It's the last day. The last day. This is it. Help me! Help me!
It's a brief scene from "You're a Good Man Charlie Brown". I always knew Lucy was an extremist.
I had to step on a scale at the airport in Vieques so they could have my weight on file before we boarded the 6 passenger plane back to the mainland. Needless to say, the camera adds 38 pounds. I can take things to the extreme too, Lucy. Muscle relaxers help though.
These past 28 days have taught me a lot about responsibility. Responsibility for myself. Accountability. Here's something anyone who bothers to create something needs to know:
No one owes you anything.
This is hard for any person, creative or not, to accept. The money I have spent on therapy talking about my feelings of self-worth as an artist and a person in a community I sometimes feel doesn't want me, could finance a down payment on a lovely condo. Self-deprecating monologues about other people's careers and how I just know they directly effect mine. "Why do they think Molly Pope is doing something brilliant?" "Amber Martin is a joke. Don't they know what she did to me?" Virtually stalking the staff of Joe's Pub, a group of 20 somethings and nothing-somethings who are making creative decisions for the same twenty people over and over again, while they've stopped returning my phone calls and emails almost a year ago. Going into a tailspin of "They don't want me anymore. I must suck." New York City being as small as it is, I can fall into other tailspins over members of other communities too. For example, I see people that look like me. Fellow black, gay artists walking around town. Some of whom I used to be connected to. They look at me now as though I've changed.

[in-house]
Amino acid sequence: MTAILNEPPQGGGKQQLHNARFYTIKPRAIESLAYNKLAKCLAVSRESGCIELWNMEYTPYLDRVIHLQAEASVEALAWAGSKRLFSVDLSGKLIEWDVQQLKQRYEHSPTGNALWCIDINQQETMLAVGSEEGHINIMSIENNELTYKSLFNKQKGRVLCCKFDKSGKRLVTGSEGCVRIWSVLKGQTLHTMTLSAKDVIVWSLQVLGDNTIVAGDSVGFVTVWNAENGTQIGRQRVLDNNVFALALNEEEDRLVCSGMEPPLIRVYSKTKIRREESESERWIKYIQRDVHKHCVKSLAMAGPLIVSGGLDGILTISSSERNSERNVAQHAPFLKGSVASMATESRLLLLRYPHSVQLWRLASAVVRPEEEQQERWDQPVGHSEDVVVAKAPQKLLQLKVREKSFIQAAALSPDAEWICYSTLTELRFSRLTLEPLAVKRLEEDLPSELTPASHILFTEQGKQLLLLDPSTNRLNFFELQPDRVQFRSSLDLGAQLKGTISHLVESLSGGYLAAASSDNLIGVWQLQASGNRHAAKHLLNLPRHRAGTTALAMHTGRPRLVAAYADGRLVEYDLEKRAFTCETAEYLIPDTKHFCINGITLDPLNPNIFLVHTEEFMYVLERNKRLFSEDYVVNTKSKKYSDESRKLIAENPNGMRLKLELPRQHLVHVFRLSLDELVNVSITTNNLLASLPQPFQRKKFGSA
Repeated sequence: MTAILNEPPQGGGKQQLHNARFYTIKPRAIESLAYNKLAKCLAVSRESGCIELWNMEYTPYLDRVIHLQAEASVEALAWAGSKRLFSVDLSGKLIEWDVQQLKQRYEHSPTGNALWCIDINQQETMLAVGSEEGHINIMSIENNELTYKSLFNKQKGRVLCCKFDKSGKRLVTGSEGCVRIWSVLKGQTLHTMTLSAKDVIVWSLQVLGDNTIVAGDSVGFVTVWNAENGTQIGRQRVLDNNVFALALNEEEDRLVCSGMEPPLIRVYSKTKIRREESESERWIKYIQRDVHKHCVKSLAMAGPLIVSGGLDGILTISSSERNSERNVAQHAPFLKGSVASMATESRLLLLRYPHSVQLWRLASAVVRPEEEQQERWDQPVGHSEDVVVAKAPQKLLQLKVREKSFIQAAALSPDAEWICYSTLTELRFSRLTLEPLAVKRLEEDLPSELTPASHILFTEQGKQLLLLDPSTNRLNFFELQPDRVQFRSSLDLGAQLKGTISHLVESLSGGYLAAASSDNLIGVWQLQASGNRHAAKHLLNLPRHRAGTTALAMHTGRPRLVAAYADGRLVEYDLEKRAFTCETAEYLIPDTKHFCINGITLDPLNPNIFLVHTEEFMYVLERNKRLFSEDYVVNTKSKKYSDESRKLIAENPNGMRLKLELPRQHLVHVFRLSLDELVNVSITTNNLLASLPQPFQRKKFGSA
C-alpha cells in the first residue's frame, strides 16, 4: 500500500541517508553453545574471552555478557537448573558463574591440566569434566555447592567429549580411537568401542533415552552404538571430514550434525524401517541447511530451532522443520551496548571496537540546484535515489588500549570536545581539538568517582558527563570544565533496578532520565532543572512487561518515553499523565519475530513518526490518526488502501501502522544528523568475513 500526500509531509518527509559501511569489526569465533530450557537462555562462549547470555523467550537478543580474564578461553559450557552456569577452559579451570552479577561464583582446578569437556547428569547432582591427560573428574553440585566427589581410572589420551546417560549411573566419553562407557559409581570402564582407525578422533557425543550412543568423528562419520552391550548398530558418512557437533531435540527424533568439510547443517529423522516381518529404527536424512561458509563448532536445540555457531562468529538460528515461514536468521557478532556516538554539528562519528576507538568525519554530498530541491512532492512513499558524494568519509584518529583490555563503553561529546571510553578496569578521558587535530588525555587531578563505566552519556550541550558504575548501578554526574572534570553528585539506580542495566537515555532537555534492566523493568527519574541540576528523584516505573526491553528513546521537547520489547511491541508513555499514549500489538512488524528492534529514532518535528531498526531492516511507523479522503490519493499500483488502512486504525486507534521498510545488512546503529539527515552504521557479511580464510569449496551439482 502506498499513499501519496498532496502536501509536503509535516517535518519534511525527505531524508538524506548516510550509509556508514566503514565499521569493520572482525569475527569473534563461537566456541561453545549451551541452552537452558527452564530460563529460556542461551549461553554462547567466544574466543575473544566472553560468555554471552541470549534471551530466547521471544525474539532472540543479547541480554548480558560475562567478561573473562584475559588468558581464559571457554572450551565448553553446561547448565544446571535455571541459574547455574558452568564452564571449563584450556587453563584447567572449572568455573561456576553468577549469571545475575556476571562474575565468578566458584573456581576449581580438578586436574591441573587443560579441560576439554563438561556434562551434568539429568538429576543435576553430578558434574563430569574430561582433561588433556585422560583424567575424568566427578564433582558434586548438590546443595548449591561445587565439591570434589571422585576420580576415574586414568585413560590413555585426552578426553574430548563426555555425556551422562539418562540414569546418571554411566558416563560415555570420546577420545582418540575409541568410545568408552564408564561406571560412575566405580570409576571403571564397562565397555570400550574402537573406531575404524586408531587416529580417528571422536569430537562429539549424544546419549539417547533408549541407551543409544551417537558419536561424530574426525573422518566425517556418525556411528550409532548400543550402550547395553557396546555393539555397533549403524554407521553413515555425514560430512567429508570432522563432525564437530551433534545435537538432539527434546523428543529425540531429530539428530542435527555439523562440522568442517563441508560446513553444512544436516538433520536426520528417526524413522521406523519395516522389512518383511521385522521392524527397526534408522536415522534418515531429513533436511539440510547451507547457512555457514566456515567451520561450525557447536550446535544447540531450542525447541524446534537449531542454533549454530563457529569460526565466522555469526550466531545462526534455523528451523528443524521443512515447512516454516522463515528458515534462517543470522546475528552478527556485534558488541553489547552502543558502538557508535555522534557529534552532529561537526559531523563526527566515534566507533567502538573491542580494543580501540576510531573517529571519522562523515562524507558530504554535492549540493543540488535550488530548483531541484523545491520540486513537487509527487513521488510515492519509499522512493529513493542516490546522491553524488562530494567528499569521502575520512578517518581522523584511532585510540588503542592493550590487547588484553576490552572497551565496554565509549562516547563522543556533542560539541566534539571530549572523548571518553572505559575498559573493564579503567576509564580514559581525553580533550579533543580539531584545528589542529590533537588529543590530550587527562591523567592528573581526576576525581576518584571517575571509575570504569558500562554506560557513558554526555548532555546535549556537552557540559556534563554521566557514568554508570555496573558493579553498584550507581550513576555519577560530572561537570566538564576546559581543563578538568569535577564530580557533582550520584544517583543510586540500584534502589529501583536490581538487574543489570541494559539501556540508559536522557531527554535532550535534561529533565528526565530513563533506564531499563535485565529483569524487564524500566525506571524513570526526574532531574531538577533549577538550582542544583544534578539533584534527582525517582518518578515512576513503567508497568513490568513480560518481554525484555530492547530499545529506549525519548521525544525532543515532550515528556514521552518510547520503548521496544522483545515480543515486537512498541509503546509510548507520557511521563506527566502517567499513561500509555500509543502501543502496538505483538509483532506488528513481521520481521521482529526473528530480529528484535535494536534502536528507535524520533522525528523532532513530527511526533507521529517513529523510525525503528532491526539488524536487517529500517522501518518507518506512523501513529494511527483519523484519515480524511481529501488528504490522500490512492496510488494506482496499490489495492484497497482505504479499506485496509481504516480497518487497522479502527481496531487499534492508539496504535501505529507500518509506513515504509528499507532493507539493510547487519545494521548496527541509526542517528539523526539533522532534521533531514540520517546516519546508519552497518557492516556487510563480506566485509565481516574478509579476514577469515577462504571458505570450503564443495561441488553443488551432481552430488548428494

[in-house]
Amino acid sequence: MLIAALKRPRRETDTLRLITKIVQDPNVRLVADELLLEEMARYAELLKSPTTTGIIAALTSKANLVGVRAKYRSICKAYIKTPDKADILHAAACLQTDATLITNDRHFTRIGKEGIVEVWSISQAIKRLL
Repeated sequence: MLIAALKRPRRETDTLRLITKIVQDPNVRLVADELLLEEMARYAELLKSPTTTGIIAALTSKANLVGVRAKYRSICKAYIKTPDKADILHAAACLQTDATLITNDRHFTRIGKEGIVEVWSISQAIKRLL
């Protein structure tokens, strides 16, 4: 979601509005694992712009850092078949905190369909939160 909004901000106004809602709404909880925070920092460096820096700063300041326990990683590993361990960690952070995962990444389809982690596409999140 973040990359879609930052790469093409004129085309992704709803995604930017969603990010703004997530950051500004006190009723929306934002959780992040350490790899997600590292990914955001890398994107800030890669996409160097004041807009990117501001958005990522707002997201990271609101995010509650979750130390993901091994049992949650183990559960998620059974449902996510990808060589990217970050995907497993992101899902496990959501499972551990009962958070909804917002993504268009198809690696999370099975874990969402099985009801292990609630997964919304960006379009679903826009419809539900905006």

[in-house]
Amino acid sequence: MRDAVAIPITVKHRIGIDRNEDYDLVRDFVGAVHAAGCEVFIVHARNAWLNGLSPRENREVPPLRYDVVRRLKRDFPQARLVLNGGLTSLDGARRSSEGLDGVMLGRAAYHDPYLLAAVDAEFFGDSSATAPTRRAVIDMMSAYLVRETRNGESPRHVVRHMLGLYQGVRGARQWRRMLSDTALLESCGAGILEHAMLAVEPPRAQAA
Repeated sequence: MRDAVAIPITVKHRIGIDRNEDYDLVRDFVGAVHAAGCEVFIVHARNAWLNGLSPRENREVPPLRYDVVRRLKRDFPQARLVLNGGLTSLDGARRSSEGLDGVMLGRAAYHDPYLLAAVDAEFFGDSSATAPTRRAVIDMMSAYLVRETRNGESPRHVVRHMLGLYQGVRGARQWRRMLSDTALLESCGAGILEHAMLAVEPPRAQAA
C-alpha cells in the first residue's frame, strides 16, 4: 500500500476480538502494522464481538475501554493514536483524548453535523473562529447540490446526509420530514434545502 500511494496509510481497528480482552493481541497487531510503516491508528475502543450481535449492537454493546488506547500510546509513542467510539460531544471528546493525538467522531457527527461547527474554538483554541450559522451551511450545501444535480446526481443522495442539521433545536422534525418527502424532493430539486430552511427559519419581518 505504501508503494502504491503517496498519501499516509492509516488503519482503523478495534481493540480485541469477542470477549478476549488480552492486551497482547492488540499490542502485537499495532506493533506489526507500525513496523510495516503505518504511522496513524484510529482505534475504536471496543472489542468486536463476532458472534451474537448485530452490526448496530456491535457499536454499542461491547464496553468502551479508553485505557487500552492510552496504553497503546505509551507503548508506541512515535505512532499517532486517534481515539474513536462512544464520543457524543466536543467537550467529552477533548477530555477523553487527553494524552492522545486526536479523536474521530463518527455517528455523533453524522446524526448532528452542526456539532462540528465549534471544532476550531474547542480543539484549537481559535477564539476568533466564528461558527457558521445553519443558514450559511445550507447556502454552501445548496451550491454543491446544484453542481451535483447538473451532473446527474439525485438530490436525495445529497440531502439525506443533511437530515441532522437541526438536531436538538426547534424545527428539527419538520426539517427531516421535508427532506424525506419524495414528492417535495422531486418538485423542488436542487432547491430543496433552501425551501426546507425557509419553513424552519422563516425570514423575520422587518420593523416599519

"You've changed. You're daring. You're different in the woods" ~ the baker's wife
You have one little falling out with a community you never had much more than a similar skin tone in common with, and you can spend years feeling blacklisted (pardon the pun). There has always been a long history of black folks not supporting black folks. Ever since the first house nigger told the first field nigger "You can't come in here" that thing has existed. It's not about who has the most toys. That's what, I assume, white folks fight about. It's about never having had a toy in the first place, and then being told you have to share it.
In whatever the situation I find myself. I have to remember:
No one owes me anything.
And, more importantly, my story is different than his. Which is different than hers. Which is only important to me. Which should only be important to you. Your stuff is your stuff. And hers is hers. My toys belong to me. Your toys belong to you. Now tell me about them.
Some of the seemingly racist things that have been said to me over the years (since the fourth grade):
"Do you get sunburns?" (2009)
"You know how black attracts the sun, right? Are you hotter than us?" (1992)
"So, wait. The inside of your palms and the bottoms of your feet aren't brown. Are you sure it isn't dirt?" (1985)
"Your teeth are seriously so white. Uggh. I'm so jealous." (2010, 2013, 2014, just the other day)
"I'm so sorry for your people." (1986)*